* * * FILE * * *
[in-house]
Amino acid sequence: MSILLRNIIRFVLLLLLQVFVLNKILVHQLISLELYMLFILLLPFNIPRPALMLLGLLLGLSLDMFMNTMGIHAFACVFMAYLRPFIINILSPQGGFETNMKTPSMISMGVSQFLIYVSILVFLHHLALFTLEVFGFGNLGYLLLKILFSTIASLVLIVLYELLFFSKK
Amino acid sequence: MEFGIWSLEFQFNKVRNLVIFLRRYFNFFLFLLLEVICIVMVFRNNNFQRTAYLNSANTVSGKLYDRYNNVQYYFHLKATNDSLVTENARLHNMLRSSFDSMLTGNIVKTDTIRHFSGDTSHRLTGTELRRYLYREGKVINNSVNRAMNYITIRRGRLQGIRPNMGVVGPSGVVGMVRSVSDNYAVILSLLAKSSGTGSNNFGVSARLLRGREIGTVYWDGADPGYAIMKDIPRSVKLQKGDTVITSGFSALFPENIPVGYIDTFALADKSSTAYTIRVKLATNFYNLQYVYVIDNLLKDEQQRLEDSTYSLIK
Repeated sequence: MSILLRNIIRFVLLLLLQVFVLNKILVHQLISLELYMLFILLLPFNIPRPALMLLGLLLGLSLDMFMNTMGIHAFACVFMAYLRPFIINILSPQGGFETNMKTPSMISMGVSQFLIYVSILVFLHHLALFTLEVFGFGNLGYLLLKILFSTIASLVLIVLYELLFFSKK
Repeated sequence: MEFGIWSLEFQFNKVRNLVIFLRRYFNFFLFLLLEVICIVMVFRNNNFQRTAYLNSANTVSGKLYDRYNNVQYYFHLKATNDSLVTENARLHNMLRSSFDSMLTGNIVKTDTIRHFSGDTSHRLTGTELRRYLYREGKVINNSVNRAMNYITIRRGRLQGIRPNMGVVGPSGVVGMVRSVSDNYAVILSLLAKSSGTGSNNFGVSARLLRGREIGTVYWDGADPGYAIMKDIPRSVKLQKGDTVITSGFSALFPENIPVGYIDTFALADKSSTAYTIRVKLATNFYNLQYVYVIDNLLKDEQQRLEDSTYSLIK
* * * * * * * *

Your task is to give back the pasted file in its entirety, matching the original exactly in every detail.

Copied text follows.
[in-house]
Amino acid sequence: MSILLRNIIRFVLLLLLQVFVLNKILVHQLISLELYMLFILLLPFNIPRPALMLLGLLLGLSLDMFMNTMGIHAFACVFMAYLRPFIINILSPQGGFETNMKTPSMISMGVSQFLIYVSILVFLHHLALFTLEVFGFGNLGYLLLKILFSTIASLVLIVLYELLFFSKK
Amino acid sequence: MEFGIWSLEFQFNKVRNLVIFLRRYFNFFLFLLLEVICIVMVFRNNNFQRTAYLNSANTVSGKLYDRYNNVQYYFHLKATNDSLVTENARLHNMLRSSFDSMLTGNIVKTDTIRHFSGDTSHRLTGTELRRYLYREGKVINNSVNRAMNYITIRRGRLQGIRPNMGVVGPSGVVGMVRSVSDNYAVILSLLAKSSGTGSNNFGVSARLLRGREIGTVYWDGADPGYAIMKDIPRSVKLQKGDTVITSGFSALFPENIPVGYIDTFALADKSSTAYTIRVKLATNFYNLQYVYVIDNLLKDEQQRLEDSTYSLIK
Repeated sequence: MSILLRNIIRFVLLLLLQVFVLNKILVHQLISLELYMLFILLLPFNIPRPALMLLGLLLGLSLDMFMNTMGIHAFACVFMAYLRPFIINILSPQGGFETNMKTPSMISMGVSQFLIYVSILVFLHHLALFTLEVFGFGNLGYLLLKILFSTIASLVLIVLYELLFFSKK
Repeated sequence: MEFGIWSLEFQFNKVRNLVIFLRRYFNFFLFLLLEVICIVMVFRNNNFQRTAYLNSANTVSGKLYDRYNNVQYYFHLKATNDSLVTENARLHNMLRSSFDSMLTGNIVKTDTIRHFSGDTSHRLTGTELRRYLYREGKVINNSVNRAMNYITIRRGRLQGIRPNMGVVGPSGVVGMVRSVSDNYAVILSLLAKSSGTGSNNFGVSARLLRGREIGTVYWDGADPGYAIMKDIPRSVKLQKGDTVITSGFSALFPENIPVGYIDTFALADKSSTAYTIRVKLATNFYNLQYVYVIDNLLKDEQQRLEDSTYSLIK